The environment children are brought up in plays a large part in their eventual mental and physical well-being as they get older. Mental health expert Altha J. Stewart, M.D., president of the American Psychiatric Association, drove home that fact as she gave the annual Dr. Reaner and Mr. Henry Shannon Lecture in Minority Health on Feb. 22 at the UMKC School of Medicine.
Stewart spoke of the social determinants of health and health disparities as they relate to children such as childhood trauma, exposure to violence in the community and other adverse childhood experiences. Those events in children’s lives, she said, are things that are driving them into the juvenile justice or child welfare systems.
“When we don’t create an environment where children can be healthy and thrive and have a sense of well-being, we consign them to these things and put them on the path to a system that is out of their home and frequently out of their community, which is not the best thing for them.”
Stewart supported her statement with statistics that showed 70 percent of children entering juvenile justice our child welfare have experienced one episode of a traumatic event that has impacted their psychological development, physical health and ability to relate to others in a socially appropriate way. She added that 30 percent of those children have a history of physical or sexual abuse and have some diagnosed learning disability.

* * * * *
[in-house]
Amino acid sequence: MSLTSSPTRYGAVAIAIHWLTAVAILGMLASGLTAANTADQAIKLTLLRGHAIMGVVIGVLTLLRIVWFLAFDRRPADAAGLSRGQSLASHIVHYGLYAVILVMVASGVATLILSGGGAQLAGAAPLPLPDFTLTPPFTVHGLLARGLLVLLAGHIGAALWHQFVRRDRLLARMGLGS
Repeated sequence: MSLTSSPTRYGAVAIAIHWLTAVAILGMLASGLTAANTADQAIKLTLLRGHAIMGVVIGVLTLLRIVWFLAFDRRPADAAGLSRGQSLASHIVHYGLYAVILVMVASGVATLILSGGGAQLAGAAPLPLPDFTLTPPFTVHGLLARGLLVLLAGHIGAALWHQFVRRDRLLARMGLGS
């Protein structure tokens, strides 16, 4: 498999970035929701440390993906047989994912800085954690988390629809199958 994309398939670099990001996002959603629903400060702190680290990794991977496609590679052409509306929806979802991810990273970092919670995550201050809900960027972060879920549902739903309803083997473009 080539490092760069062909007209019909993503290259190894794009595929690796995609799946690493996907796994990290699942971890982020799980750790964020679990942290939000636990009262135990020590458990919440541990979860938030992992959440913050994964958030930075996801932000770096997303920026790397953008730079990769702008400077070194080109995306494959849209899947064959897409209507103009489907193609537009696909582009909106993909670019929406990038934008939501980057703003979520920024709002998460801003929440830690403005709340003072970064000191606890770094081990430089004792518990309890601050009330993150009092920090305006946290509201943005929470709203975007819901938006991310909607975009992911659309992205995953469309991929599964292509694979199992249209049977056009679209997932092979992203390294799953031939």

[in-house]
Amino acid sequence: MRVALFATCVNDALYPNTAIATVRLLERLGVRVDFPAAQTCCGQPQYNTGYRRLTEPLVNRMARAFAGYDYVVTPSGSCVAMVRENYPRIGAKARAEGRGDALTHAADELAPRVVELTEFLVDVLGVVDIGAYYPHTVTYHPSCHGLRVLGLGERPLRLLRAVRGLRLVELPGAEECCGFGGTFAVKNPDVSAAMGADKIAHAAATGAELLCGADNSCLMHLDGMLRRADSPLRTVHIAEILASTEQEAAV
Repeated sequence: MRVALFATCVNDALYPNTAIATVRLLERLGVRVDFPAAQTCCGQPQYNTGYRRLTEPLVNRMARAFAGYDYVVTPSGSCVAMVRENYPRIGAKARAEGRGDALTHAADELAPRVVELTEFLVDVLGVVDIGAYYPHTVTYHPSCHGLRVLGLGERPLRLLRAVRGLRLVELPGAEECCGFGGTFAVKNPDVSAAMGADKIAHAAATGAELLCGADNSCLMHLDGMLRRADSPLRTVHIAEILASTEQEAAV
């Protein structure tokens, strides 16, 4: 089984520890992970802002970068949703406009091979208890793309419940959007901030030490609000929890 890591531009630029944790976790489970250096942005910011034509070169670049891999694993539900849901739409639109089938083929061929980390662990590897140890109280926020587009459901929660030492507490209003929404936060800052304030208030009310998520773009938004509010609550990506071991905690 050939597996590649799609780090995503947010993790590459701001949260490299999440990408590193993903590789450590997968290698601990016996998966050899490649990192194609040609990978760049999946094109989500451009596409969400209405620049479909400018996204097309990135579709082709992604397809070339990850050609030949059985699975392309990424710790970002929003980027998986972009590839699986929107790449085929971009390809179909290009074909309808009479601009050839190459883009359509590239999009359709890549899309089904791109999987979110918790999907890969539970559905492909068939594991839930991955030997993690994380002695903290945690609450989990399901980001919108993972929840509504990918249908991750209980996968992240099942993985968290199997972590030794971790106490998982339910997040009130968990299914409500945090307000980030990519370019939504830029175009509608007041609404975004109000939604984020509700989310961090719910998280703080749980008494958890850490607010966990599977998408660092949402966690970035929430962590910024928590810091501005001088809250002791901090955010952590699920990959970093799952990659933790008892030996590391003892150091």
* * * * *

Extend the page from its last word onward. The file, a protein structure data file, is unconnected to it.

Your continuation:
“Remember, these are children,” she said. “They still have the ability to change. And we have the ability to positively impact them before they get to this silhouette.”
Stewart has spent decades as chief executive officer and executive director of large public mental health systems in Pennsylvania, New York and Michigan. She currently serves at the University of Tennessee Health Science Center as associate professor and chief of social and community psychiatry. She is also director of the school’s Center for Health in Justice Involved Youth.
Before going to the University of Tennessee, Stewart was the executive director of a federally funded system of care program in Memphis for children with serious emotional disorders and their families.
An experienced health care administrator and nationally recognized expert in public sector and minority issues in mental health care, Stewart also worked as executive director of the National Leadership Council on African-American Behavioral Health.
She said that the current health care system is filled with disparities and a lack of cultural awareness. Unequal treatment, she added, points to glaring disparities that must be addressed ranging from differences in language to different understandings of illness and wellness.
“Health care is a right, not a privilege. Unless we do some of those things, we will not address the needs of man people in the population,” Stewart said.
The Shannon Lectureship takes place each February to create awareness about health disparities. It has welcomed such distinguished national speakers as former U.S. Surgeon General Jocelyn Elders and former U.S. Secretary of Health and Human Services Louis Sullivan, as well as noted local leaders in minority health.